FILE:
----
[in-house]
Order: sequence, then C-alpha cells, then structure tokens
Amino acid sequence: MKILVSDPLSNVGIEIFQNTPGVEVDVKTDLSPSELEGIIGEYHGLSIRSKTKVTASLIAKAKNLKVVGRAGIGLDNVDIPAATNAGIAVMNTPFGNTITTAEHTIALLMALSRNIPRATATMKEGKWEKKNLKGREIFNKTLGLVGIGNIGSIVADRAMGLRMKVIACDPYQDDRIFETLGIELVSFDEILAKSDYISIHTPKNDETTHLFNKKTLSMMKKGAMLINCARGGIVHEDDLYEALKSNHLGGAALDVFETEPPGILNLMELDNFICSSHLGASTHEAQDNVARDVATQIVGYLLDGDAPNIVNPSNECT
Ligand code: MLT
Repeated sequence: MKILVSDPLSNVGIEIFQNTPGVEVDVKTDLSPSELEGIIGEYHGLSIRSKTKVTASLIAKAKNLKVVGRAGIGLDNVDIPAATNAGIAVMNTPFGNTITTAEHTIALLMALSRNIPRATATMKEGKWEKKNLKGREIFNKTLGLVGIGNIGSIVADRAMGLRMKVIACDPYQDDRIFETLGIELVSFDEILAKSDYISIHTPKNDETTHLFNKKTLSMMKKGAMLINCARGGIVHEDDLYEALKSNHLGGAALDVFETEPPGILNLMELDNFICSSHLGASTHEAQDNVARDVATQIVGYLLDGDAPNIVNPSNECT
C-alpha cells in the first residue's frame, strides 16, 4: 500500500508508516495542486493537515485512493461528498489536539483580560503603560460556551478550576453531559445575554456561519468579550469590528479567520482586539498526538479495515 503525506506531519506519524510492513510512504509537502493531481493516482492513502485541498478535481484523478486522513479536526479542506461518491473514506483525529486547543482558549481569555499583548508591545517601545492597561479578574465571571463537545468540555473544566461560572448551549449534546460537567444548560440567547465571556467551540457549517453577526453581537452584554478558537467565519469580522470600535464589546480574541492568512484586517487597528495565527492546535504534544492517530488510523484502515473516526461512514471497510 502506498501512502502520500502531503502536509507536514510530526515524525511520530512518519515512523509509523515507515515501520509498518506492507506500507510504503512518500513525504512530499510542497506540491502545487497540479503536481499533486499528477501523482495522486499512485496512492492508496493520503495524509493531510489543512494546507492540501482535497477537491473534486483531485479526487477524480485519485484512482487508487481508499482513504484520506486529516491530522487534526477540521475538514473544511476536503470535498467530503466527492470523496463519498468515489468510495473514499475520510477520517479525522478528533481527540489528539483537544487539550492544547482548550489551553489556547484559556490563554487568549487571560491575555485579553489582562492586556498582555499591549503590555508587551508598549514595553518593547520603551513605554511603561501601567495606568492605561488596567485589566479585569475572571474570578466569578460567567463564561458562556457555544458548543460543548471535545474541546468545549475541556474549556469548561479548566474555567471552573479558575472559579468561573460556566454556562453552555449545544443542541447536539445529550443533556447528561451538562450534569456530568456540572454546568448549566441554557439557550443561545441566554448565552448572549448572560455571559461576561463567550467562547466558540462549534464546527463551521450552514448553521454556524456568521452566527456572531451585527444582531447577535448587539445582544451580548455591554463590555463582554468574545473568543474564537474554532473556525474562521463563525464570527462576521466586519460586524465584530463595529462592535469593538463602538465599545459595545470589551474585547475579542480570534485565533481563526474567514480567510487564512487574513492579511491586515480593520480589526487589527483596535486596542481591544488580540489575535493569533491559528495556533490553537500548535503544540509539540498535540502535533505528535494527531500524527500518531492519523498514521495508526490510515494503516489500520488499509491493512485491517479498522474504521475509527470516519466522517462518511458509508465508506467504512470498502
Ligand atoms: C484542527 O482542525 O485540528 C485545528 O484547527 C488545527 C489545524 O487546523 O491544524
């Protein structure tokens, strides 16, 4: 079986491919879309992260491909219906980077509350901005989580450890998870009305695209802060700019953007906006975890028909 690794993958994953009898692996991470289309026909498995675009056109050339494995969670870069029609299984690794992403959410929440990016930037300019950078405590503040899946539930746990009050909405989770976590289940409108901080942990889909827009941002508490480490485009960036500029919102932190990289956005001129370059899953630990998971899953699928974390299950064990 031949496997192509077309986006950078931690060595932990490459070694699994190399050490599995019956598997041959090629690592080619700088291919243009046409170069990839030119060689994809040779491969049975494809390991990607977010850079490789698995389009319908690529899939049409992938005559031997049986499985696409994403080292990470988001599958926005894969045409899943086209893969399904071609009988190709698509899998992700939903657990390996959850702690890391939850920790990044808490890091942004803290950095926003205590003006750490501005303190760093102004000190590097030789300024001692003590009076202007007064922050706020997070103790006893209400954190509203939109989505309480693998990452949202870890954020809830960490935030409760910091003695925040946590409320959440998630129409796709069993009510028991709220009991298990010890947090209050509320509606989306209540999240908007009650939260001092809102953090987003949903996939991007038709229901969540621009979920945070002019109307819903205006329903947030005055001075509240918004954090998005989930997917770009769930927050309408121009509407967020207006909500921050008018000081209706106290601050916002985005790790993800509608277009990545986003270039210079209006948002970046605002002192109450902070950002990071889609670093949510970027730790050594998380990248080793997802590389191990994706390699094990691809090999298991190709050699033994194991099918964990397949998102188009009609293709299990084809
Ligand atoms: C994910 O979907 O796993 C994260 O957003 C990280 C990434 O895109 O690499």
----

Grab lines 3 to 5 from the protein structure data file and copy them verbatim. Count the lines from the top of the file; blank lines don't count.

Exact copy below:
Amino acid sequence: MKILVSDPLSNVGIEIFQNTPGVEVDVKTDLSPSELEGIIGEYHGLSIRSKTKVTASLIAKAKNLKVVGRAGIGLDNVDIPAATNAGIAVMNTPFGNTITTAEHTIALLMALSRNIPRATATMKEGKWEKKNLKGREIFNKTLGLVGIGNIGSIVADRAMGLRMKVIACDPYQDDRIFETLGIELVSFDEILAKSDYISIHTPKNDETTHLFNKKTLSMMKKGAMLINCARGGIVHEDDLYEALKSNHLGGAALDVFETEPPGILNLMELDNFICSSHLGASTHEAQDNVARDVATQIVGYLLDGDAPNIVNPSNECT
Ligand code: MLT
Repeated sequence: MKILVSDPLSNVGIEIFQNTPGVEVDVKTDLSPSELEGIIGEYHGLSIRSKTKVTASLIAKAKNLKVVGRAGIGLDNVDIPAATNAGIAVMNTPFGNTITTAEHTIALLMALSRNIPRATATMKEGKWEKKNLKGREIFNKTLGLVGIGNIGSIVADRAMGLRMKVIACDPYQDDRIFETLGIELVSFDEILAKSDYISIHTPKNDETTHLFNKKTLSMMKKGAMLINCARGGIVHEDDLYEALKSNHLGGAALDVFETEPPGILNLMELDNFICSSHLGASTHEAQDNVARDVATQIVGYLLDGDAPNIVNPSNECT